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Leaving CrushPad

Posted by Brian , May 5, 2010

Go ahead and pick your overused cliché:  change is a good thing; change we can believe in; change is inevitable.

Change is all of the above and more.  For us, change is what we’re jumping into with both feet for the 2010 harvest.  After making our wine at CrushPad for the past two years, we’ve decided to take the training wheels off and learn to pedal on our own.

Why?  How?  Huh?

These are just some of the initial reactions we’ve received as we’ve started to inform our friends of our decision.  In the coming weeks, we’ll learn to tackle the “how”.  Because CrushPad is a soup-to-nuts operation, leaving them means that we’ll now have to do most things on our own.  From sourcing grapes, to obtaining licenses, to buying barrels, to finding warehousing and fulfillment – it’s just me and Kerith now, cobbling pieces of the puzzle together.  We’ll examine every step along the way, detailing the importance of each to the wine making process and its impact on the quality of the finished product.

But for today, let’s tackle the “why”.

Let’s be clear – CrushPad is great. Great people, great product, great idea.  Realistically, without CrushPad there would be no Bruliam Wines.  They enable microscopic wine brands with absolutely no prior experience to make world-class wine with limited upfront capital expense.   Nobody holds a candle to CrushPad in the niche they’ve carved out.

That said, two primary issues lead to our decision:  logistics and economics.

CrushPad recently announced that they were moving from San Francisco to Napa.  For many of their clients, this is a great boon – there will be a tasting room on the Silverado Trail, greater client access to the vineyards, and a number of new marketing opportunities.   At the same time, we’ve entrenched ourselves in the northern Sonoma town of Healdsburg.  I don’t particularly buy into the whole Napa vs. Sonoma rivalry, but I do know that it is a major inconvenience to split time between San Diego and Healdsburg if our wine making facility is in Napa.  When CrushPad was located in San Francisco, we could (and often did) pop in on our way to or from the airport.  We could also do same day up-and-back trips during harvest.  Drop the kids at school, sort our grapes, and fly home in time for swim team and after school curriculars.  Sadly, that’s impossible with the relocation to Napa.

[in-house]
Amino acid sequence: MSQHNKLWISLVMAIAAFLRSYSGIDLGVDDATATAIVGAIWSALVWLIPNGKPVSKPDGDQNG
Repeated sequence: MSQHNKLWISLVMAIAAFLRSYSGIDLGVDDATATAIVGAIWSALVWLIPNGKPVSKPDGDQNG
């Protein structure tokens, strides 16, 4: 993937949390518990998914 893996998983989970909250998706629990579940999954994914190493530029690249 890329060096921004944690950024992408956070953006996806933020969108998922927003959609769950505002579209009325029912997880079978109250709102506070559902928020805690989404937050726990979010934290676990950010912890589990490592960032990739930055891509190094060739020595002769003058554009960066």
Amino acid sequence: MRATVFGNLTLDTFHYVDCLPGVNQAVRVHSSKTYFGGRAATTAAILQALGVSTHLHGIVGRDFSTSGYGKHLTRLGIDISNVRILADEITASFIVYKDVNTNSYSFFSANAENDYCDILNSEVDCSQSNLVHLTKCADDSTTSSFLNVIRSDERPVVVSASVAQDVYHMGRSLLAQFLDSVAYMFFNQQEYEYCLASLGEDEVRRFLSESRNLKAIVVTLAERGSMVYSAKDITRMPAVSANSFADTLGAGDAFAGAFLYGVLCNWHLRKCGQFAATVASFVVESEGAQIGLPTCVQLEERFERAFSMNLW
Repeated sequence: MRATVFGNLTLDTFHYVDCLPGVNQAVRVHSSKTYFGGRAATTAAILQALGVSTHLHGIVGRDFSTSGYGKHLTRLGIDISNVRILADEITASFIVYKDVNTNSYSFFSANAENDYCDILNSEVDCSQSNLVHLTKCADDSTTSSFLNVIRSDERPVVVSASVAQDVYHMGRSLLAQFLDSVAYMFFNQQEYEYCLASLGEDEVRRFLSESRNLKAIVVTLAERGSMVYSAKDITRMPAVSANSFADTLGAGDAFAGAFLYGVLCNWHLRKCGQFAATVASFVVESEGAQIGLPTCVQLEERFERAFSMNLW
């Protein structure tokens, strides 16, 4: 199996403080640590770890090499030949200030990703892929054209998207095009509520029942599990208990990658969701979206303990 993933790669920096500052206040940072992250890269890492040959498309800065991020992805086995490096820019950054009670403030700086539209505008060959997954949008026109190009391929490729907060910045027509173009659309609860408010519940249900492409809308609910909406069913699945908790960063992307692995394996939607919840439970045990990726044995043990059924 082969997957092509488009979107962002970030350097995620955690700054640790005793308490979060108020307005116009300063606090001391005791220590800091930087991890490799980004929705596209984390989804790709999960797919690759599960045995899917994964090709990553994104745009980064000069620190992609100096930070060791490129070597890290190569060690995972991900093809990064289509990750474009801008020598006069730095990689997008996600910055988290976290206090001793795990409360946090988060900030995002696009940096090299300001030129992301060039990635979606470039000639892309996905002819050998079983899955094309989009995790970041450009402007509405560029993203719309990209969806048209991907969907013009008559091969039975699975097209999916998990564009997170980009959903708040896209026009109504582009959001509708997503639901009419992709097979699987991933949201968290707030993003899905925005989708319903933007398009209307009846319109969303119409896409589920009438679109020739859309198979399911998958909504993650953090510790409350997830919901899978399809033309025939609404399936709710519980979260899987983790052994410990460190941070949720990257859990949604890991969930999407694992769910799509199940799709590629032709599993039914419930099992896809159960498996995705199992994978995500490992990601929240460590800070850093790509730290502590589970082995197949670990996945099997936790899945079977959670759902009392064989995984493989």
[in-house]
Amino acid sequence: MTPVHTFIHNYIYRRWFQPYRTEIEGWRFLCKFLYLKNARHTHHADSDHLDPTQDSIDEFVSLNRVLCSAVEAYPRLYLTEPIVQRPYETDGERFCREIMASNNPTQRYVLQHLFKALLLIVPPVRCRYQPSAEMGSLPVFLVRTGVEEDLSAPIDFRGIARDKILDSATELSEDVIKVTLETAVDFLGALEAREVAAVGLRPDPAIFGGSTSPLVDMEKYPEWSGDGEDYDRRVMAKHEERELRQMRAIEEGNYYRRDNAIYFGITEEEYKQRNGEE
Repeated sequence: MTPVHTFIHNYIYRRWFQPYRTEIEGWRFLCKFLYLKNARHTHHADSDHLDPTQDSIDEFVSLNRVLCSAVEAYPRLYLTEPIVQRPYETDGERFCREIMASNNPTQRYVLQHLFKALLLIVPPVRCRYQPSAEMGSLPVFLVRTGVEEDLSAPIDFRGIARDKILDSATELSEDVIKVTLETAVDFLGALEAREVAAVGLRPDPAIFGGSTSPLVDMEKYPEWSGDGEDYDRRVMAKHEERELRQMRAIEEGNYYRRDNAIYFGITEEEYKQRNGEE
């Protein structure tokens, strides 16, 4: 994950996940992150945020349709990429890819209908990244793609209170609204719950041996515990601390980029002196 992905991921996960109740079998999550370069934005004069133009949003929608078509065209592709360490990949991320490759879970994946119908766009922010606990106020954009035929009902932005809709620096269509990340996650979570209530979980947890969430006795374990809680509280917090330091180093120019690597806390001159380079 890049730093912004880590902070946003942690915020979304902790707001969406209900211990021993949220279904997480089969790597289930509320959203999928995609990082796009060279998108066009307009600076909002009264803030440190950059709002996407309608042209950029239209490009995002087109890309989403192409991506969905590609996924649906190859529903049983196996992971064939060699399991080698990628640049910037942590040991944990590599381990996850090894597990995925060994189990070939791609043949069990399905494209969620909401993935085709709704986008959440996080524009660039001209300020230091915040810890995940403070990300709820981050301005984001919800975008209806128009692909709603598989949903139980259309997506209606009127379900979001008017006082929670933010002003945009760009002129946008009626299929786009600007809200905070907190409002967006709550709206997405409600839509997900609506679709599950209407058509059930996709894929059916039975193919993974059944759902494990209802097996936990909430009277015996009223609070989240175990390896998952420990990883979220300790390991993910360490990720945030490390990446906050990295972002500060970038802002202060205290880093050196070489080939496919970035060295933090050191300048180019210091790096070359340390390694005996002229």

As for economics, there’s nothing wrong with the CrushPad model.  It works perfectly fine for those who can’t or don’t want to fully manage the winemaking process (and all the non-winemaking activities that are a necessary evil in the business).  Fortunately, we’re Type A enough to do just that.  And, as I modeled our growth plan and looked into the cost structures of alternative solutions, I saw a number of potential and very significant cost savings.

For many, winemaking is a labor of love – not a job.  While we feel the same, the hard truth is that I can’t turn off my business background when staring at an upside down P&L and projections that show no light at the end of the tunnel, regardless of the revenue ramp.

Our aim is to create world class wine, raise awareness about charities we care deeply about, and donate 100% of our profits to those charities.  Along the way, we want to involve you in all aspects of this project – including the charitable giving – making the accomplishments of Bruliam Wines a communal effort.  I think we’ve succeeded at all levels to date. 

But, the hard truth is that if we can’t ultimately generate a profit, there really is no purpose in this endeavor.  So, simply put, moving out on our own provides us with a much clearer path to profitability, thereby ensuring the long term viability of our label.

For those of you who loved our 2008 pinot and are anxiously awaiting our next release, we can understand some apprehension.  All we can say is that if you’ve liked what we’ve done so far, you ain’t seen nothing yet!  We’re nearly bursting at the seams with excitement over what’s coming from the 2009 vintage and everything we’ve got lined up for the 2010 harvest.

Until then, we are humbled by all of your support to date and can’t wait to share the next steps in this adventure with you.

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